It's kind of an interesting choice, given that directed evolution and the attempts by junior species to match their progenitors is a major part if the movie: While David Bowman is seeking the ancient astronauts who created and placed the monoliths, he is reliant on HAL, who is still rather akin to the proto-humans at the start off the film - capable of a great many things, but still needing shepherding (even if that takes the form of a hard reset). None of these steps are completely analogous, at least from our limited human perspective, and it's taken me a few viewings to start to grasp 2001 beyond the exceptionally executed hard science fiction which makes the finale not seem like hippie psychedelia with more apparent than actual depth.

I still kind of think that, admittedly, although I also suspect that might not be a bad way to approximate getting to a place that the human mind can only partially comprehend.

What I thought on seeing it in 2008, at SF/33

Das Cabinet des Dr. Caligari (The Cabinet of Dr. Caligari)

* * * ½ (out of four)
Seen 15 February 2015 in Somerville Theatre #1 (SF/40, 35mm)

Some year, I'm going to see this on 35mm with live accompaniment and really have the time to write about it properly. This does not seem to be that occasion.

Then again, that may be saving me from writing something truly embarrassing. As with 2001, this is a movie that clearly benefits from being seen under the best circumstances with time for reflection, which the marathon doesn't exactly provide. And, who knows, maybe by the time I can write about it, I'll be in a spot where I genuinely like the last act, rather than worrying that is excusing the earlier inconsistencies in the crudest way possible.

The last time I saw this, a year and a half ago.

Fantasticherie di un passeggiatore solitario

* * ½ (out of four)
Seen 15 February 2015 in Somerville Theatre #1 (SF/40, digital)

This was the film scheduled to play on "sorry, we forgot the movie, and don't be so negative!" Tuesday, and it probably would have been a better fit there than the main marathon. The filmmakers' ambitions seem just a bit higher than what they can actually accomplish, which can be kind of rough for an audience that has just sat through the films that were masterful to accept. Writer/director Paolo Gaudio seems to have ideas about saying big things and creating a narrative that spans multiple time periods, but doesn't quite have the innate or learned skill to knit them together so that the trio feel like a unit.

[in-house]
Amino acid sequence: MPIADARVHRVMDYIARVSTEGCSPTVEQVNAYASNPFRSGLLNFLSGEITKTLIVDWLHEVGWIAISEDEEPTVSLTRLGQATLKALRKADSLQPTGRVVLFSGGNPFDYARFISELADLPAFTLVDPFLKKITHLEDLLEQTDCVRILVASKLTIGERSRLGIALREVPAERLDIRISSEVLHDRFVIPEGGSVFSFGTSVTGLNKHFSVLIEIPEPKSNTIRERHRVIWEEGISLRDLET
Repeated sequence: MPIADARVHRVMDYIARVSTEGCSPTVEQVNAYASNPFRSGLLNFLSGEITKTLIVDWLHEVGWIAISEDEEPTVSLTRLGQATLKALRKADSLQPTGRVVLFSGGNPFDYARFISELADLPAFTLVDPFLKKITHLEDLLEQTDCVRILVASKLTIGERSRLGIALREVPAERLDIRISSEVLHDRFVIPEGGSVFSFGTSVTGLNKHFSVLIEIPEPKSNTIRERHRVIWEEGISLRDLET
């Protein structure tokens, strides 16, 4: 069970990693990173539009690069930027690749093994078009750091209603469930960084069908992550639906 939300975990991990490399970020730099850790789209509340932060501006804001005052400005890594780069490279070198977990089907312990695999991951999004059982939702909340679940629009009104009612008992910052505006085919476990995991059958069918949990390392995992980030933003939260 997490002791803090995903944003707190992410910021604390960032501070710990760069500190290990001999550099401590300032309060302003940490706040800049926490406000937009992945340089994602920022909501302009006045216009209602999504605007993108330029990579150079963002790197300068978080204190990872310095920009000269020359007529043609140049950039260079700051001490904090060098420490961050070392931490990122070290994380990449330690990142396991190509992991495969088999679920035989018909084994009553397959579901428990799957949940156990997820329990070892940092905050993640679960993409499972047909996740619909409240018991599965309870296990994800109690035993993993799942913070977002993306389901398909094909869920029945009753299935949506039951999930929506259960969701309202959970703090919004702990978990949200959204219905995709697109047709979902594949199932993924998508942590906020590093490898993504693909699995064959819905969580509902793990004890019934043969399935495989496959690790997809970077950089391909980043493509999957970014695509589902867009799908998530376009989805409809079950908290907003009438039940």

Still, "not as good as the previous three movies" is a tough standard to hold any film by a fairly young director to, and I suspect that given a more fitting venue and slot, Fantasticherie would create a fairly decent impression. Gaudio and his crew make fairly good staging decisions within a limited budget, for instance, and the mythology being built up is just interesting enough to keep the audience curious. There is some nice work by the cast, though often more among the secondary characters than the leads.

I suspect that the audience probably would have responded better to Boy 7 in this slot, as may have been the original plan (but who really knows what was up with that mess). It's the sort of movie where my good feelings toward it are less an impulse to praise than to encourage - keep working at this and you'll eventually make a good movie! - but it is better than most movies in that category, even if it's hard to tell next to the classics.


* * * (out of four)
Seen 16 February 2015 in Somerville Theatre #1 (SF/40, 35mm)

I think we passed midnight at some point during Them!, and I'm not sure that's entirely appropriate; it's more a matinee than late-night movie. I wonder if it might have played at around 2pm were the marathon on its usual schedule, and what the reaction might have been.

Them! is an interesting case in terms of how this sort of 1950s B-movie is perceived. It is, when you look at it, pretty goofy: It's got a an exclamation point in the title, and giant man-eating ants are a pretty ridiculous monster even if you've never heard of the square-cube law. That probably would have gotten it sneered at back in 1954, but later generations could look at its cast of characters - cops, scientists, and soldiers - and treat it as just another one of the dozens of similar, mockable movies that studios and independent producers made during the period, and maybe even assume that is among the worst, because giant ants.

But here's the thing: This movie was able to become well-known and emblematic of its era in part because it's executed better than most of its contemporaries. Allegedly-smart people doing stupid things is kept to minimum, and the writers seldom take their eyes off the prize for a silly and conventional subplot. The visual effects absolutely look sixty years old, but they seldom seem sloppy, with corners cut because the audience for this sort of movie isn't worthy of respect. That extends to director Gordon Douglas, who could stage fine action scenes and had no problem with going for genuine scares, doing a pretty fair job of attaining them.